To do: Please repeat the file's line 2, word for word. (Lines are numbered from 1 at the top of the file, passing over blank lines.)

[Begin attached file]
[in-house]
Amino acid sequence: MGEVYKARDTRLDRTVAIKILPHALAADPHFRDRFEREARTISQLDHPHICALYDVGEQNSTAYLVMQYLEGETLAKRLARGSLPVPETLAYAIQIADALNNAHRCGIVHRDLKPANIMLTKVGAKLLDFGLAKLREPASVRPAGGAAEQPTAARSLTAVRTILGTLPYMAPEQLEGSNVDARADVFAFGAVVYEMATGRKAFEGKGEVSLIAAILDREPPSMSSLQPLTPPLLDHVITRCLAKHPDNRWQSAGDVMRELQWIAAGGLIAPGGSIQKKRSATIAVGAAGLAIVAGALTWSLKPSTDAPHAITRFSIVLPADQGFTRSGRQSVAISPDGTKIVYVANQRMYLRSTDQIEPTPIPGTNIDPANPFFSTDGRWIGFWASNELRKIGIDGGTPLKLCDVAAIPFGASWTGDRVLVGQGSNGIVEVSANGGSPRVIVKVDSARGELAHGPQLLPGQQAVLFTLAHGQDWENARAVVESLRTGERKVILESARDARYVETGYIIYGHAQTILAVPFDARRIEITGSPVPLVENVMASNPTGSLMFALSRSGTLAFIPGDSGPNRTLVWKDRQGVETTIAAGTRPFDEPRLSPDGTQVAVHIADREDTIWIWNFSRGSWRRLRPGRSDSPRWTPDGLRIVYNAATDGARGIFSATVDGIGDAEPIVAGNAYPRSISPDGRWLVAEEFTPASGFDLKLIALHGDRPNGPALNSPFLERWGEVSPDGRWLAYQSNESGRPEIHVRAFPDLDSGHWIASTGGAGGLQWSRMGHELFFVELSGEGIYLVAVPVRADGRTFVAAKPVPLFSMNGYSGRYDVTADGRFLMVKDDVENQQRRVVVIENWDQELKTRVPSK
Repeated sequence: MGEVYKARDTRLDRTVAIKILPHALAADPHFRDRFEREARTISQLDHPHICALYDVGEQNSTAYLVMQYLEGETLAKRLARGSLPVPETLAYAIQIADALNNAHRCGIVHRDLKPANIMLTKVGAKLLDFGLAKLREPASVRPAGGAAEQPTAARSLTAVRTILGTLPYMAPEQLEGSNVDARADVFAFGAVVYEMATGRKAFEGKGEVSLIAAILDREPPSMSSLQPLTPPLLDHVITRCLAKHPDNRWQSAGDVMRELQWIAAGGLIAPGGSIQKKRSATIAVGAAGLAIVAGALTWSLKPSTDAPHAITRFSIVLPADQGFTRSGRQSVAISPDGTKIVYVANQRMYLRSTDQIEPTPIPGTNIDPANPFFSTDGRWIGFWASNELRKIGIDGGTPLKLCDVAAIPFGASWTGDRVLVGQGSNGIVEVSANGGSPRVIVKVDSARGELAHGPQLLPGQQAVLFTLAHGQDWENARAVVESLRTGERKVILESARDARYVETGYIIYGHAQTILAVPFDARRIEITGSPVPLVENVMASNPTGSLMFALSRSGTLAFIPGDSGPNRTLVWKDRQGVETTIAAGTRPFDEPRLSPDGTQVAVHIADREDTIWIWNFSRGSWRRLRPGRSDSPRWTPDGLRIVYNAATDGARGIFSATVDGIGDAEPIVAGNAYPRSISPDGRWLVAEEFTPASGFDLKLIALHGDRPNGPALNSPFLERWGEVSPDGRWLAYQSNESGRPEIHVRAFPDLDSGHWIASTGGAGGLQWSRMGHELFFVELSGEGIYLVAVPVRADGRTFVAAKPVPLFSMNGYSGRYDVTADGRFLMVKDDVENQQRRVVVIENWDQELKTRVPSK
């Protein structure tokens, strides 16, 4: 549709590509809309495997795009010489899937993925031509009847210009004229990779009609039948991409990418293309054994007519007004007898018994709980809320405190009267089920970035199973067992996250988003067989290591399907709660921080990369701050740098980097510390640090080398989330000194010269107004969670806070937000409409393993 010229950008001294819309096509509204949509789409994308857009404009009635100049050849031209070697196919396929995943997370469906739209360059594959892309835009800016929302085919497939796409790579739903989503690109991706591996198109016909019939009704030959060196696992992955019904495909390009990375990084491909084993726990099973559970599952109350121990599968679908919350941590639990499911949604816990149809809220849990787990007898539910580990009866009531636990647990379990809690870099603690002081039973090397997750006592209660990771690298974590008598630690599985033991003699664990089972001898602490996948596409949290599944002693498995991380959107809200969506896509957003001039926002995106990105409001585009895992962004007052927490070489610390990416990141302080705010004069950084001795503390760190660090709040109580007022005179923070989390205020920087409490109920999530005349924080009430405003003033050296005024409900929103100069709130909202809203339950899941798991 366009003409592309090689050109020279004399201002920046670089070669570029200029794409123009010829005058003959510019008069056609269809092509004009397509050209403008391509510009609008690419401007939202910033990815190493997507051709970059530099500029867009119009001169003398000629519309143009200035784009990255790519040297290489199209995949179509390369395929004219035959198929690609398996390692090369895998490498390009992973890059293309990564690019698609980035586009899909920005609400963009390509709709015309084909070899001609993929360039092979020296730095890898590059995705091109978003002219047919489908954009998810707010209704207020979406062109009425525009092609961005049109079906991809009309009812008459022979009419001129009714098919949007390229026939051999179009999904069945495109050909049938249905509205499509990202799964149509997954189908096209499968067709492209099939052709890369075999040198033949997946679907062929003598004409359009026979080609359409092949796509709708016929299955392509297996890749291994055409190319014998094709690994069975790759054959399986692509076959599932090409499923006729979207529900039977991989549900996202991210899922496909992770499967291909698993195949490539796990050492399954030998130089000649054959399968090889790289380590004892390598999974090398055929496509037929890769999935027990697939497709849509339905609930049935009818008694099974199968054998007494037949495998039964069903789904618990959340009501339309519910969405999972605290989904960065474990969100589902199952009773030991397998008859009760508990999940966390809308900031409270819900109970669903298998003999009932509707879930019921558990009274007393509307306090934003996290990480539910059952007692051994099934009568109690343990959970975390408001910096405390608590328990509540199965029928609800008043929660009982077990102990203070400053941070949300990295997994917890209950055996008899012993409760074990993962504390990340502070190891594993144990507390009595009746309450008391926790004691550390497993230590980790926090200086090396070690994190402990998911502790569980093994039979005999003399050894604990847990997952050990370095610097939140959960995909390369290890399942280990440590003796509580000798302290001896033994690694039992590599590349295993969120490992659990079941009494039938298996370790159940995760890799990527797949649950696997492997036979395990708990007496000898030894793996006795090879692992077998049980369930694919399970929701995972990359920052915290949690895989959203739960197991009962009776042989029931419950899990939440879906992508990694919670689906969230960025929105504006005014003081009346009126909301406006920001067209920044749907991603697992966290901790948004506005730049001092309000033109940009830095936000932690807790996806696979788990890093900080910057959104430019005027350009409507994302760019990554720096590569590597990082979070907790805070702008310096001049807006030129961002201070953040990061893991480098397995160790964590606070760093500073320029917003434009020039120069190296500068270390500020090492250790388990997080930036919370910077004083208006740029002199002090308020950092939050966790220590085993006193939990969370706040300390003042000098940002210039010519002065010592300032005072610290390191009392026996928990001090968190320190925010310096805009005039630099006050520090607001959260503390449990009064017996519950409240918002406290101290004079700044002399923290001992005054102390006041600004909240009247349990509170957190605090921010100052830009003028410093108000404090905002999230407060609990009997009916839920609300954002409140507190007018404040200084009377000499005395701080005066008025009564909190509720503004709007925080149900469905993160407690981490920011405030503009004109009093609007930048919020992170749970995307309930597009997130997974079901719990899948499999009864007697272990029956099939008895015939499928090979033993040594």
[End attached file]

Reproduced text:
Amino acid sequence: MGEVYKARDTRLDRTVAIKILPHALAADPHFRDRFEREARTISQLDHPHICALYDVGEQNSTAYLVMQYLEGETLAKRLARGSLPVPETLAYAIQIADALNNAHRCGIVHRDLKPANIMLTKVGAKLLDFGLAKLREPASVRPAGGAAEQPTAARSLTAVRTILGTLPYMAPEQLEGSNVDARADVFAFGAVVYEMATGRKAFEGKGEVSLIAAILDREPPSMSSLQPLTPPLLDHVITRCLAKHPDNRWQSAGDVMRELQWIAAGGLIAPGGSIQKKRSATIAVGAAGLAIVAGALTWSLKPSTDAPHAITRFSIVLPADQGFTRSGRQSVAISPDGTKIVYVANQRMYLRSTDQIEPTPIPGTNIDPANPFFSTDGRWIGFWASNELRKIGIDGGTPLKLCDVAAIPFGASWTGDRVLVGQGSNGIVEVSANGGSPRVIVKVDSARGELAHGPQLLPGQQAVLFTLAHGQDWENARAVVESLRTGERKVILESARDARYVETGYIIYGHAQTILAVPFDARRIEITGSPVPLVENVMASNPTGSLMFALSRSGTLAFIPGDSGPNRTLVWKDRQGVETTIAAGTRPFDEPRLSPDGTQVAVHIADREDTIWIWNFSRGSWRRLRPGRSDSPRWTPDGLRIVYNAATDGARGIFSATVDGIGDAEPIVAGNAYPRSISPDGRWLVAEEFTPASGFDLKLIALHGDRPNGPALNSPFLERWGEVSPDGRWLAYQSNESGRPEIHVRAFPDLDSGHWIASTGGAGGLQWSRMGHELFFVELSGEGIYLVAVPVRADGRTFVAAKPVPLFSMNGYSGRYDVTADGRFLMVKDDVENQQRRVVVIENWDQELKTRVPSK